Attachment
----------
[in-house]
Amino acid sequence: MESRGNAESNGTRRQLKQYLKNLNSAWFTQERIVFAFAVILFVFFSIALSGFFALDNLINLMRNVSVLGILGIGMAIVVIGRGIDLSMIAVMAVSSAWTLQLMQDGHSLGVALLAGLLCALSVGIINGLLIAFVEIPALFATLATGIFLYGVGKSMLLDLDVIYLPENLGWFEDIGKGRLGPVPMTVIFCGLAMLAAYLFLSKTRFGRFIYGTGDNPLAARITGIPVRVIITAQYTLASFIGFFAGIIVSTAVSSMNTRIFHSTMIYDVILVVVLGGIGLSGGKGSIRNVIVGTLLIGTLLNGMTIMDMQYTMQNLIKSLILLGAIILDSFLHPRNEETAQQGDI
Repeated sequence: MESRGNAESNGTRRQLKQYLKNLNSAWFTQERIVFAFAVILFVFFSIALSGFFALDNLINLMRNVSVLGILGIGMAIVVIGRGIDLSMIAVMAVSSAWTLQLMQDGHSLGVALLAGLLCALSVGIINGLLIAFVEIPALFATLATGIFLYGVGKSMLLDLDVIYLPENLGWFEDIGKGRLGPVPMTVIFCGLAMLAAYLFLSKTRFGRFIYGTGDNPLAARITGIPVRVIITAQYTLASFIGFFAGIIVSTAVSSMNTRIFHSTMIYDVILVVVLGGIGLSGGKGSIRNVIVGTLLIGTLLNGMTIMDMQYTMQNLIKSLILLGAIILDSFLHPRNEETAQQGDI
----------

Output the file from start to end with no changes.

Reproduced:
[in-house]
Amino acid sequence: MESRGNAESNGTRRQLKQYLKNLNSAWFTQERIVFAFAVILFVFFSIALSGFFALDNLINLMRNVSVLGILGIGMAIVVIGRGIDLSMIAVMAVSSAWTLQLMQDGHSLGVALLAGLLCALSVGIINGLLIAFVEIPALFATLATGIFLYGVGKSMLLDLDVIYLPENLGWFEDIGKGRLGPVPMTVIFCGLAMLAAYLFLSKTRFGRFIYGTGDNPLAARITGIPVRVIITAQYTLASFIGFFAGIIVSTAVSSMNTRIFHSTMIYDVILVVVLGGIGLSGGKGSIRNVIVGTLLIGTLLNGMTIMDMQYTMQNLIKSLILLGAIILDSFLHPRNEETAQQGDI
Repeated sequence: MESRGNAESNGTRRQLKQYLKNLNSAWFTQERIVFAFAVILFVFFSIALSGFFALDNLINLMRNVSVLGILGIGMAIVVIGRGIDLSMIAVMAVSSAWTLQLMQDGHSLGVALLAGLLCALSVGIINGLLIAFVEIPALFATLATGIFLYGVGKSMLLDLDVIYLPENLGWFEDIGKGRLGPVPMTVIFCGLAMLAAYLFLSKTRFGRFIYGTGDNPLAARITGIPVRVIITAQYTLASFIGFFAGIIVSTAVSSMNTRIFHSTMIYDVILVVVLGGIGLSGGKGSIRNVIVGTLLIGTLLNGMTIMDMQYTMQNLIKSLILLGAIILDSFLHPRNEETAQQGDI